After-Ripening in Festuca idahoensis Seeds: Adaptive Dormancy and Implications for Restoration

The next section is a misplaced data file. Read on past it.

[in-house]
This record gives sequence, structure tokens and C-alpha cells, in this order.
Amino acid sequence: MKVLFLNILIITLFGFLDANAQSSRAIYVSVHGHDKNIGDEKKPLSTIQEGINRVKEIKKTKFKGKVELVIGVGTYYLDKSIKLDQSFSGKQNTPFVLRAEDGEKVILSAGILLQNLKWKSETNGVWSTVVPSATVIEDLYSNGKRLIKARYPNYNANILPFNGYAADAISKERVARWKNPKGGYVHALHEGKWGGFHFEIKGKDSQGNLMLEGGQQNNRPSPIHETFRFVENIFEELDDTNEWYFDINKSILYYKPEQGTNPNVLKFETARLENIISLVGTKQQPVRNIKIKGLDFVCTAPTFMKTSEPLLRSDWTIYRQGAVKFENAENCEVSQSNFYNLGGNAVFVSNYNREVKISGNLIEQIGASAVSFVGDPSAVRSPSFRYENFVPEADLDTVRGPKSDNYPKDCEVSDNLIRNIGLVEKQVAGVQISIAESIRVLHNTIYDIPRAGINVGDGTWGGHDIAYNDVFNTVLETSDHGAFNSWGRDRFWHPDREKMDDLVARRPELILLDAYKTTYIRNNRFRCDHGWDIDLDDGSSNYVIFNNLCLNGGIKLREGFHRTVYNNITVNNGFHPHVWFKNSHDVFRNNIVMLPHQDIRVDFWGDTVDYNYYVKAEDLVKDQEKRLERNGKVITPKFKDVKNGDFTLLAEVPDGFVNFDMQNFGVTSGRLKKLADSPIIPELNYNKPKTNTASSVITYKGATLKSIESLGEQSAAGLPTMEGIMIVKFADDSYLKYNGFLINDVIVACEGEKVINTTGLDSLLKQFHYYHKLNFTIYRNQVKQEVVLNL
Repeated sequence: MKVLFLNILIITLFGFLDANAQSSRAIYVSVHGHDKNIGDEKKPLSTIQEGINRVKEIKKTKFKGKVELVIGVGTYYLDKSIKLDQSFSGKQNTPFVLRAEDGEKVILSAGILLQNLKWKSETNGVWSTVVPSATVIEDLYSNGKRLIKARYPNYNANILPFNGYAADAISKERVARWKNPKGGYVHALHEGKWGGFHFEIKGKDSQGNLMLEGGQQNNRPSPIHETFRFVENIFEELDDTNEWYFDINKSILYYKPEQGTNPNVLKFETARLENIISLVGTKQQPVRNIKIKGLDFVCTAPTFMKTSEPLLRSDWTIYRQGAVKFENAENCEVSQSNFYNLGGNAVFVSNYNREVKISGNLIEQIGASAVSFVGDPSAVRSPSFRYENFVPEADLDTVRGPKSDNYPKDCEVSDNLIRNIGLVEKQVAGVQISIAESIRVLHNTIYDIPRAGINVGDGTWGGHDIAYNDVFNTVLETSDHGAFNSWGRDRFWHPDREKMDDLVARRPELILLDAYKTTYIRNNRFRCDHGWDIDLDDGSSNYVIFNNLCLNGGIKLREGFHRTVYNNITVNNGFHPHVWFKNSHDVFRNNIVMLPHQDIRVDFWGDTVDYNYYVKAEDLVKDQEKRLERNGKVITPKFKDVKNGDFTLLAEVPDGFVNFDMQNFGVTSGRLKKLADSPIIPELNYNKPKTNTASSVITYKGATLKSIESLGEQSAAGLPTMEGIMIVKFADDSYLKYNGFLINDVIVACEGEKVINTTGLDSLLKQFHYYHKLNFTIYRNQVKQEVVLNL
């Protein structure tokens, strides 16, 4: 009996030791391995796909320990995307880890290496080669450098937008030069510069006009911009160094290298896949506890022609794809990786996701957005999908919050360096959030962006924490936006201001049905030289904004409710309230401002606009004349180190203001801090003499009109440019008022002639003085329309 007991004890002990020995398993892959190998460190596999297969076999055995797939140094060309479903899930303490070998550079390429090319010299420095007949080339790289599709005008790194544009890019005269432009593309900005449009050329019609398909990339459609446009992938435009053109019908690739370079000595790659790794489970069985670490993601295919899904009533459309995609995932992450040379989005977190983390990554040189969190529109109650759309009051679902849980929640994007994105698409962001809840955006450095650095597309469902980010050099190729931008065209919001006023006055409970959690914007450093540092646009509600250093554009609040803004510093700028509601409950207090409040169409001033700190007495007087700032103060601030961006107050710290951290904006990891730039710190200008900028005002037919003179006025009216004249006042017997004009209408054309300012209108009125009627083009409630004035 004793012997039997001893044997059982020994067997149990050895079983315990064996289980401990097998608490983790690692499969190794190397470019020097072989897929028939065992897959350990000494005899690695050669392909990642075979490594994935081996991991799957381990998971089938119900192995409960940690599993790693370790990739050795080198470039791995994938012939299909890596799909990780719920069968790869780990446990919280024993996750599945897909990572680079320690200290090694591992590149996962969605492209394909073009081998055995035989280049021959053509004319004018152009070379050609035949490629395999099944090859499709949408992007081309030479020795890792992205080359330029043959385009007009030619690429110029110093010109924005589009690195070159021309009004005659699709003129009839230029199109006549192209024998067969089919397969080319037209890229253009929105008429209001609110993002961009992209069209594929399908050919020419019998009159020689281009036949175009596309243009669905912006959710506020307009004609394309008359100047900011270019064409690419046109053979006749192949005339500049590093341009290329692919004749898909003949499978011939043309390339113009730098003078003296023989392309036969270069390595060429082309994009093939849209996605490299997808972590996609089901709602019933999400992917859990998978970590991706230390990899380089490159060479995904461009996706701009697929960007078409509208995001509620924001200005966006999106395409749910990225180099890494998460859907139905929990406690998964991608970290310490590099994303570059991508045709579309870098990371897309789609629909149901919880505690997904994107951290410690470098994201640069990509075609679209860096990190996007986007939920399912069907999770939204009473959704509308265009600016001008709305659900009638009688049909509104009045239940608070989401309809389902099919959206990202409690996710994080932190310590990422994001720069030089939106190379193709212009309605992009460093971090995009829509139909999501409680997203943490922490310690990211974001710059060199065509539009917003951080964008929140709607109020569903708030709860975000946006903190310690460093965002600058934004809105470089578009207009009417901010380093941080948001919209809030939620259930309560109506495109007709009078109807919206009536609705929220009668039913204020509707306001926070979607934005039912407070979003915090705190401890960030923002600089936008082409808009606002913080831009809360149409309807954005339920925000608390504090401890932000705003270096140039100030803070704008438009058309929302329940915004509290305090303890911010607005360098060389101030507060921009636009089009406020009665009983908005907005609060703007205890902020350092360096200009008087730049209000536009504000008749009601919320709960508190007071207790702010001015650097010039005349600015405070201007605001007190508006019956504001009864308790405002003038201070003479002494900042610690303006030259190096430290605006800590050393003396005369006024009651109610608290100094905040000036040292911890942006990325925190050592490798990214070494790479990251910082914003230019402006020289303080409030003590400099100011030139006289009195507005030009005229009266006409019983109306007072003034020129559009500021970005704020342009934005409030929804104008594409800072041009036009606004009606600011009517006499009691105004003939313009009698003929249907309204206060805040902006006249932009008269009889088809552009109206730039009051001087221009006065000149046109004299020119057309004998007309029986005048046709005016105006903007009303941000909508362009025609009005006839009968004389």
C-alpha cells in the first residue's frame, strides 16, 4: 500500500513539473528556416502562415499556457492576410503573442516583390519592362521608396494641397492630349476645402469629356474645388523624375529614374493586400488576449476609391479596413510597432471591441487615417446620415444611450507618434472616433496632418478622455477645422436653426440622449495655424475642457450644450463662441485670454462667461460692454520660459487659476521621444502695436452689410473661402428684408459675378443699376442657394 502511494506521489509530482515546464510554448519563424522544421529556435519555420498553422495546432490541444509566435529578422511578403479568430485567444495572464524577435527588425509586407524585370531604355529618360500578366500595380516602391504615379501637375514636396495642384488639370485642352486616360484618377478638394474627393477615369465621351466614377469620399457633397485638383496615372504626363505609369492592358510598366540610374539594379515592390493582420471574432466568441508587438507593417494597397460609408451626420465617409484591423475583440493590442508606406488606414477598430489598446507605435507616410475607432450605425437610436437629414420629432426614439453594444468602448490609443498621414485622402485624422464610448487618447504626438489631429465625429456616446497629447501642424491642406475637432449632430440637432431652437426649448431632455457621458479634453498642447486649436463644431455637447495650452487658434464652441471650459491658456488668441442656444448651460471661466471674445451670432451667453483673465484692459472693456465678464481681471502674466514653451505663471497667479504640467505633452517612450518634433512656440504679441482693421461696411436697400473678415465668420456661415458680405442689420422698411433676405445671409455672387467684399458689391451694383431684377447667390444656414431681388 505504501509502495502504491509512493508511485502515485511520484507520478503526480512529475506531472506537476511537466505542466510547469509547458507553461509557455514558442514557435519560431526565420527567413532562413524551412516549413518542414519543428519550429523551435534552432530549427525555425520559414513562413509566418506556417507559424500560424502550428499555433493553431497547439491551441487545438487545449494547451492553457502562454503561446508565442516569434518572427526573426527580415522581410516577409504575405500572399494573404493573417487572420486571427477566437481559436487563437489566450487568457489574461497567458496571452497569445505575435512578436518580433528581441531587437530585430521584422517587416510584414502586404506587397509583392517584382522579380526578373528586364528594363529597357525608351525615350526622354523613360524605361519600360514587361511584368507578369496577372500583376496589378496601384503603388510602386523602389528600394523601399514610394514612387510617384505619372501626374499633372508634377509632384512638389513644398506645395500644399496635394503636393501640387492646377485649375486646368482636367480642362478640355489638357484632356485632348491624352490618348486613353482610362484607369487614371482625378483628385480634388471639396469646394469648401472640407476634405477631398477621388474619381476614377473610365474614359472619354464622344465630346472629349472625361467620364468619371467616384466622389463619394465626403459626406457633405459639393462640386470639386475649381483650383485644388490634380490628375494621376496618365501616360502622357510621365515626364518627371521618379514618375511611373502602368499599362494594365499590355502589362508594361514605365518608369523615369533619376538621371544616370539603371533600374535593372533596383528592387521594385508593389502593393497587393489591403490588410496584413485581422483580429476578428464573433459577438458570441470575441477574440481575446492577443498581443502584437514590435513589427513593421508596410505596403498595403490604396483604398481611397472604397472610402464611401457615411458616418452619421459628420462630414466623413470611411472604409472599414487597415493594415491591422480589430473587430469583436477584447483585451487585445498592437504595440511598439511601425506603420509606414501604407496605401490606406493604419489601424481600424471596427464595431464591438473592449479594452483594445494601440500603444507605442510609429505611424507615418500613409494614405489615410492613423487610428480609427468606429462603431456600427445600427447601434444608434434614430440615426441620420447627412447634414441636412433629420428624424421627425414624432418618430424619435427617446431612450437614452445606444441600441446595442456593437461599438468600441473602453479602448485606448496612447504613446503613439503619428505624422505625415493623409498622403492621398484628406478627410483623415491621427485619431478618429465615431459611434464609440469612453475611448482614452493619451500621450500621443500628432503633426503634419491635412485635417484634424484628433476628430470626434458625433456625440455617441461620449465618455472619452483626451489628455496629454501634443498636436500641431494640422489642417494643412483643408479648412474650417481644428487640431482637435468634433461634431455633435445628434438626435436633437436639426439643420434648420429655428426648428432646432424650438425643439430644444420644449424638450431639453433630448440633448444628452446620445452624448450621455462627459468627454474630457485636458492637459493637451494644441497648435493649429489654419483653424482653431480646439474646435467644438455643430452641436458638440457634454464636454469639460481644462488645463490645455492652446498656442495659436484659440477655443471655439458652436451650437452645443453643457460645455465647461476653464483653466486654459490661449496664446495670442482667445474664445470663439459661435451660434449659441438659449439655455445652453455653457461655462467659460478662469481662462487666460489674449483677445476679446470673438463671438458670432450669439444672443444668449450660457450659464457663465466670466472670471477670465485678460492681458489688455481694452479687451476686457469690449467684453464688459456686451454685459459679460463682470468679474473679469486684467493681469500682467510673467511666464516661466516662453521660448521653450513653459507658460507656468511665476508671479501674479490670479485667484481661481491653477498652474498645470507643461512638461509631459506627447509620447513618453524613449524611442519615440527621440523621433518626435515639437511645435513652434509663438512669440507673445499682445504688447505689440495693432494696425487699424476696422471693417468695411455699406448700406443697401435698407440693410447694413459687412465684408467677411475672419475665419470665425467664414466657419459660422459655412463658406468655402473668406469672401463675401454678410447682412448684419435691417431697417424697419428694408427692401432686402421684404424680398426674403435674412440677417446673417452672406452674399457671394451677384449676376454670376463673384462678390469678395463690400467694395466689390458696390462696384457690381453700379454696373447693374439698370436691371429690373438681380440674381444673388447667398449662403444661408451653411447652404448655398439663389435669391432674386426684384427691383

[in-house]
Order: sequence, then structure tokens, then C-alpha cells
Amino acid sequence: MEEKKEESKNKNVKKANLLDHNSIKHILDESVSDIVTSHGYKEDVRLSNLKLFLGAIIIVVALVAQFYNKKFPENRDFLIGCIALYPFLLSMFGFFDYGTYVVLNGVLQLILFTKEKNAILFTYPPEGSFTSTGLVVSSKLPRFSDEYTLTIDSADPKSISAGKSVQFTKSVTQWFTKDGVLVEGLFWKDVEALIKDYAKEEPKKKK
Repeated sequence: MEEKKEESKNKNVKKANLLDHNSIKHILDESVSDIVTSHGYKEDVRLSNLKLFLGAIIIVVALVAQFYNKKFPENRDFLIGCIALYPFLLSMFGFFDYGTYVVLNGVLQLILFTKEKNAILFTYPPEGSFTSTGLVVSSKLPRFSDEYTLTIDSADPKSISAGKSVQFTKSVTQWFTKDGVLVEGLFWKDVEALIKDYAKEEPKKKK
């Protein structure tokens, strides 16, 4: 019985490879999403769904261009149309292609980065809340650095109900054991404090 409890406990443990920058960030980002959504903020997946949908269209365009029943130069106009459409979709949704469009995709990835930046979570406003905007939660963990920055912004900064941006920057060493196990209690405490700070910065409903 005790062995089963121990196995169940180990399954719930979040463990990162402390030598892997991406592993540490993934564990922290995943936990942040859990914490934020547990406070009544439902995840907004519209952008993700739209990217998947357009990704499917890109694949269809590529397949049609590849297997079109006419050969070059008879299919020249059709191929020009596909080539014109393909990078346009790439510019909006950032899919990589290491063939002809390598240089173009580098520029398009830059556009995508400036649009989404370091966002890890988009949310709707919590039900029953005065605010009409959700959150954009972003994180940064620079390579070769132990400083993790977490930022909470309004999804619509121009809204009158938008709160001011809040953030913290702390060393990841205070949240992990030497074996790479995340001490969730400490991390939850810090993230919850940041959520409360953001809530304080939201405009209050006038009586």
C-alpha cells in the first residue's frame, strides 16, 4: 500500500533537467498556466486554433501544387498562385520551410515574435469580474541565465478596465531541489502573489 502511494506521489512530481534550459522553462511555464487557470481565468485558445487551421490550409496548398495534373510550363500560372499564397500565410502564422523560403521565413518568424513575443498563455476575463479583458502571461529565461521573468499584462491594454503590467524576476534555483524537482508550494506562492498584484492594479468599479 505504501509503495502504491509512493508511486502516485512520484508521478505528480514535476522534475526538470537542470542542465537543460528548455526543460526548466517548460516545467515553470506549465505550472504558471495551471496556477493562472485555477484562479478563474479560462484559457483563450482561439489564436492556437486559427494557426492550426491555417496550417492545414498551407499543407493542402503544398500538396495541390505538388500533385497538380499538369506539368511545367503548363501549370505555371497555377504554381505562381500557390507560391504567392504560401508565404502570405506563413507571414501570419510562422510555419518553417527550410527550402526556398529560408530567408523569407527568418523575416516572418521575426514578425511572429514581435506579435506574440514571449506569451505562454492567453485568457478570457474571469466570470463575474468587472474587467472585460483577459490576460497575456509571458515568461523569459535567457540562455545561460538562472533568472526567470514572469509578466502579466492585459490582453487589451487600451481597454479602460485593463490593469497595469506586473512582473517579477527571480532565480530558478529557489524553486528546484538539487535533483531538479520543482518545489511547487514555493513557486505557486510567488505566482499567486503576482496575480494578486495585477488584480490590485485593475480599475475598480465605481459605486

Festuca idahoensis (Idaho fescue) was a common native perennial bunchgrass in the sagebrush steppe of the western United States until the introductions of domestic livestock and alien plants. Restoration of Idaho fescue to degraded sites will likely involve reseeding, and one of the factors affecting reseeding success is germinability of the seeds employed. We investigated effects of after-ripening and storage temperature on germinability of Idaho fescue seeds collected from a central Oregon site. Six months of after-ripening were required before maximum germination was obtained. Storage of dry seeds at either room temperature (20°C) or at cooler, alternating temperatures (5/15°C) did not alter the rate at which dormancy was lost. Storage at the warmer temperature promoted rapid germination in seeds that had broken dormancy. Seed longevity varied greatly from year to year. Seeds produced in a very dry year had poorer germination and shorter longevity than seeds produced during a year with near normal precipitation. Because seed dispersal occurs in late July and early August for Idaho fescue in central Oregon, a six-month after-ripening requirement ensures that the greatest potential germination coincides with the spring period most likely to provide sufficient moisture for seedling establishment.